A wave of terror by Palestinian Islamic extremists intensified Wednesday when a bomb exploded aboard a packed commuter bus in the heart of northern Israel, killing five Israelis and wounding 28 others.
It was the second such attack in a week, apparently launched in retaliation for the Feb. 25 massacre by a Jewish settler of about 30 praying Palestinians in a Hebron mosque.
As paramedics frantically cleared the dead and treated the wounded at Wednesday's bomb site in the parking lot of Hadera Central Bus Station, police discovered a second device planted nearby. It apparently was timed to explode during the rescue operation.
Army sappers cleared the area moments before the second bomb exploded inside a small suitcase on a bench 20 yards away.
Israeli police at the scene said they suspected that a Palestinian man, whose body was among the dead in the twisted remains of Eged Bus 820, was a suicide bomber from the occupied West Bank; he is believed to have placed the explosives near the bus's rear door on behalf of the armed wing of the Islamic fundamentalist group Hamas.
Hamas claimed responsibility for Wednesday's bombing in a statement from neighboring Jordan. The group also repeated its vow to launch four more such attacks before the end of Israel's Independence Day today; Hamas first made that threat when it claimed responsibility for a suicide bombing of a bus that killed seven Israelis a week ago in the town of Afula, about 25 miles northeast of here.
Hamas opposes Israel's efforts to negotiate a Mideast peace and Palestinian autonomy in the Israeli-occupied territories, especially in the aftermath of the massacre of Palestinians in Hebron's Cave of the Patriarchs by Baruch Goldstein, an extremist Israeli settler and Brooklyn-born physician.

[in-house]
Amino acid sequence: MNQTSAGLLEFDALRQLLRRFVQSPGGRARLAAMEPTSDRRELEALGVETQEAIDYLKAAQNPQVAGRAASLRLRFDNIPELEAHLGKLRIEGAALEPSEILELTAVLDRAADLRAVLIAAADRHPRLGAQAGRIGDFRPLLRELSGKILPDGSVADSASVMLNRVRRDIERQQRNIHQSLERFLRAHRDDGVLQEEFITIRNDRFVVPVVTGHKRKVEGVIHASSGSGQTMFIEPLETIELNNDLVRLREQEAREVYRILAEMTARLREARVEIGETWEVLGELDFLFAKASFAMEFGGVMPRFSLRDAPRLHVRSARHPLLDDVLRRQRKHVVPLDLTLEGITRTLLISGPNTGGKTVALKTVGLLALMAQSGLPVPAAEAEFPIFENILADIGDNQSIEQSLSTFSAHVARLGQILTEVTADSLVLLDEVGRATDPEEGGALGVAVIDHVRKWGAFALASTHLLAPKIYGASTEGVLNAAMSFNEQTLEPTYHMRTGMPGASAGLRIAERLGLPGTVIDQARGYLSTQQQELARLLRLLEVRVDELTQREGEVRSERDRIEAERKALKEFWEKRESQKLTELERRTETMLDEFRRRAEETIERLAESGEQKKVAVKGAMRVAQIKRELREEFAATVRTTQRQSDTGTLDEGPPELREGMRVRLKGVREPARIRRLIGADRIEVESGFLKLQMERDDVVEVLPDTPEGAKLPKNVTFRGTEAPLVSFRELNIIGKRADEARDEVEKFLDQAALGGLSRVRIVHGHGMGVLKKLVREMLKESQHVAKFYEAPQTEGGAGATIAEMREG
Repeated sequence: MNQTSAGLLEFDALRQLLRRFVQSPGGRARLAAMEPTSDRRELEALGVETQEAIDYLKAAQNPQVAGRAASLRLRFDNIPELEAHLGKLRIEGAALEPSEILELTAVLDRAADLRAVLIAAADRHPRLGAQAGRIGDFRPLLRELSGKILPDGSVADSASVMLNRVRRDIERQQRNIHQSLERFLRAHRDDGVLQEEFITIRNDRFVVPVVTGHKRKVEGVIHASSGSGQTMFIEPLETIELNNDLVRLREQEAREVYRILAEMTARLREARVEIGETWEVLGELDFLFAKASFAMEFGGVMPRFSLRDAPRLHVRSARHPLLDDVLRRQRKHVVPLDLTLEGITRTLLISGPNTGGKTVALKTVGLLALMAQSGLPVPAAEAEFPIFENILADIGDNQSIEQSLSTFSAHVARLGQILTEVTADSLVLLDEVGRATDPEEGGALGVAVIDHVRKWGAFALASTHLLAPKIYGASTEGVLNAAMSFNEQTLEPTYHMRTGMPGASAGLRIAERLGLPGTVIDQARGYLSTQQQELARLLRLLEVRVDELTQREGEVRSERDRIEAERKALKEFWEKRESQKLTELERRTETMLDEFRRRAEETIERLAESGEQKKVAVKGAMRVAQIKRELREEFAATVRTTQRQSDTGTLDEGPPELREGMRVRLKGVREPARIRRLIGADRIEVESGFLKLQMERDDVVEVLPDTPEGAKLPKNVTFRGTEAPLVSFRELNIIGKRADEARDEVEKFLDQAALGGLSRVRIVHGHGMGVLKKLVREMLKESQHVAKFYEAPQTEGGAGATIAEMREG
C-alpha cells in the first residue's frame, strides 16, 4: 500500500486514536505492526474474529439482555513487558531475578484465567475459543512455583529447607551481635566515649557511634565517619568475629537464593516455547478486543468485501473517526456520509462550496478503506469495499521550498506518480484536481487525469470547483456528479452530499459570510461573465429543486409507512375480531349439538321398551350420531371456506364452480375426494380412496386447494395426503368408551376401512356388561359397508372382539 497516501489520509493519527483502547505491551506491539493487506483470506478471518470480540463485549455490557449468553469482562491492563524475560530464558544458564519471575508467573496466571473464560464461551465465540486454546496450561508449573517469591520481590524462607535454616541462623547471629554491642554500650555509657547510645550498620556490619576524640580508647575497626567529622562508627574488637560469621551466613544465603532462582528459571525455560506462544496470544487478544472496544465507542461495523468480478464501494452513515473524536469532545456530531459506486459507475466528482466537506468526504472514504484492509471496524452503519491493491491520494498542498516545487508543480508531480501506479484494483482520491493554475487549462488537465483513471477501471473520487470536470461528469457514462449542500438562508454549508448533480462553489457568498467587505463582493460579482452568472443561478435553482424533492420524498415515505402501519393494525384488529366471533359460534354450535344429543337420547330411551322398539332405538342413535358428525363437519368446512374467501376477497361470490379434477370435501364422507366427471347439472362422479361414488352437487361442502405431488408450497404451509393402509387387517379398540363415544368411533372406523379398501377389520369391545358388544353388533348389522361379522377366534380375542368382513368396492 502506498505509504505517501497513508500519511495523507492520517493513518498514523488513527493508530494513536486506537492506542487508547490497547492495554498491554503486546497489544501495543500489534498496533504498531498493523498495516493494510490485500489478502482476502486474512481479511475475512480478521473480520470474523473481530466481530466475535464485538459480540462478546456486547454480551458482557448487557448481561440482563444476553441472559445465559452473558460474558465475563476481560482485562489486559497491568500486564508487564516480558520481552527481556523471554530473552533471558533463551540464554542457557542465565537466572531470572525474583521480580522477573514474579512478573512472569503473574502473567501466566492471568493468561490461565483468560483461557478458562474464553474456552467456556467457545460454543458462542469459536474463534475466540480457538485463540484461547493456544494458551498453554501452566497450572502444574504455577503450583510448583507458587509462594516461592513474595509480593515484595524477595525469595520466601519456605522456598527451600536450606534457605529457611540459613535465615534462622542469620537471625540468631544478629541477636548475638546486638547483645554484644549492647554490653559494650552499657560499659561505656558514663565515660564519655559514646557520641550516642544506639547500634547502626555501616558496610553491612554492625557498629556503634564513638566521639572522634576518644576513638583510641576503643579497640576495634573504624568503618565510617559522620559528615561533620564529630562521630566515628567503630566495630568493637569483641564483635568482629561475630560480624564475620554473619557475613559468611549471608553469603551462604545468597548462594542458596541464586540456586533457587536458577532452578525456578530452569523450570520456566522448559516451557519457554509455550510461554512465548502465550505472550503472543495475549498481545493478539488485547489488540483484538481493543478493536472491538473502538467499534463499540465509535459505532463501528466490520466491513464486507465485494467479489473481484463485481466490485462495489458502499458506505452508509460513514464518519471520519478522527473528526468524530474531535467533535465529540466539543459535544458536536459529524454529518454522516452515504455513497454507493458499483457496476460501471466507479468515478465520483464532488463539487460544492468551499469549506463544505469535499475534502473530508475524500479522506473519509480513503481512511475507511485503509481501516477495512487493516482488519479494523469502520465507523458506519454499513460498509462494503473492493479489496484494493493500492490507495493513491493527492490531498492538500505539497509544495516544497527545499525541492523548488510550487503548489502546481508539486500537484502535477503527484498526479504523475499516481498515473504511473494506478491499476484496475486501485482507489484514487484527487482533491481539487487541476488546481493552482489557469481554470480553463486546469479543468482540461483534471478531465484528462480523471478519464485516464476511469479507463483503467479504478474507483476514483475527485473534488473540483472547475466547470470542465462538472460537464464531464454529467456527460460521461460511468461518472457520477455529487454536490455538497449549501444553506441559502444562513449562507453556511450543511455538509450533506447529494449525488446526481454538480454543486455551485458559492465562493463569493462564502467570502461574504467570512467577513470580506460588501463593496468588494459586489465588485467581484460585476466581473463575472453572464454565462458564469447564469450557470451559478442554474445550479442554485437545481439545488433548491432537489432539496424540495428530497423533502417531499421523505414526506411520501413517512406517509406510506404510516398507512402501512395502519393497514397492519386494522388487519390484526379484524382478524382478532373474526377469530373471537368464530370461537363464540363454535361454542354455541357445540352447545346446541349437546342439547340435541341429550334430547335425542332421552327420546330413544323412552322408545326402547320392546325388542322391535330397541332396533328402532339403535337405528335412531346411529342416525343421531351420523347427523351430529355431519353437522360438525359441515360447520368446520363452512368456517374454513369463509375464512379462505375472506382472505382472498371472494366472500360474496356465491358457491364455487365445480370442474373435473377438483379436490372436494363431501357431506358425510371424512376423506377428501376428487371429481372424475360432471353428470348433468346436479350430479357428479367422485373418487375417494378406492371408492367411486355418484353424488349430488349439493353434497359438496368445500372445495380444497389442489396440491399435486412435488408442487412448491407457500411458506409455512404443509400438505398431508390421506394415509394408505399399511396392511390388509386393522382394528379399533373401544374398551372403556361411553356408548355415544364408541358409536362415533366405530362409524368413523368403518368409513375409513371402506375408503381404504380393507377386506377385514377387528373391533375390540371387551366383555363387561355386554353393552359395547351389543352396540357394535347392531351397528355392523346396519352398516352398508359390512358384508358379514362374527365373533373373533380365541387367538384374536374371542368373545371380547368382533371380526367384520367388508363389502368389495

Survivors of Wednesday's attack--which was condemned by Israeli leaders and PLO Chairman Yasser Arafat--were riding on a bus that had started its route in Afula 40 minutes earlier.
They gave a chilling account of the final moments before the bomb ripped through the bus containing about 70 shoppers, commuters, soldiers on leave and mourners traveling from Hadera to cemeteries in Tel Aviv to mark Israel's Memorial Day.
Authorities were still attempting to identify the dead and inform their relatives. But they said the casualties included Rahamim Mazgalka, a 43-year-old recent immigrant from Ethiopia, and David Moyal, 27, of Tel Aviv.
Israeli leaders condemned the bombing as "a despicable murder," made all the worse by its timing on the day that Israel sets aside each year to remember its war dead.
Members of the political right wing said the attack strengthened their call for an end to Israel's attempt to forge peace with the Palestine Liberation Organization; opposition leaders sent dozens of demonstrators to key intersections in Hadera, where they shook fists, chanted "Death to Arabs!" and hoisted placards proclaiming "The Land of Israel Is in Danger!" and "The Prime Minister Should Resign!"
But Prime Minister Yitzhak Rabin, adding to his prepared Memorial Day speech among the 3,500 graves in Jerusalem's Mt. Herzl Military Cemetery, said his government remains committed to negotiating for peace with the PLO.
"These are difficult days for Israel," Rabin said. "Terrorism is increasing, and today Jews and Israelis paid with their lives, by despicable murderers. But we will continue to extend our hand toward peace, in order to put an end to the mourning."
In a news conference later, Rabin said he was beefing up Israel's troop presence on the "Green Line" between the occupied territories and Israel itself to make a strict, week-old closure of the territories more effective. And he indicated that in the aftermath of Wednesday's bombing, towns within Israel will take precedence in security over the Jewish settlements in the territories.
"My greatest responsibility is to the residents of sovereign Israel," he said, adding, "We will bring more forces (into Israel) from those who are guarding the settlements."
A political movement representing the settlers responded swiftly and angrily, asserting that Rabin's redeployment is not intended to protect Israeli citizens. "The prime minister is enlisting the Israel Defense Forces and police to protect his weakening government," declared Yesha, the settlers organization.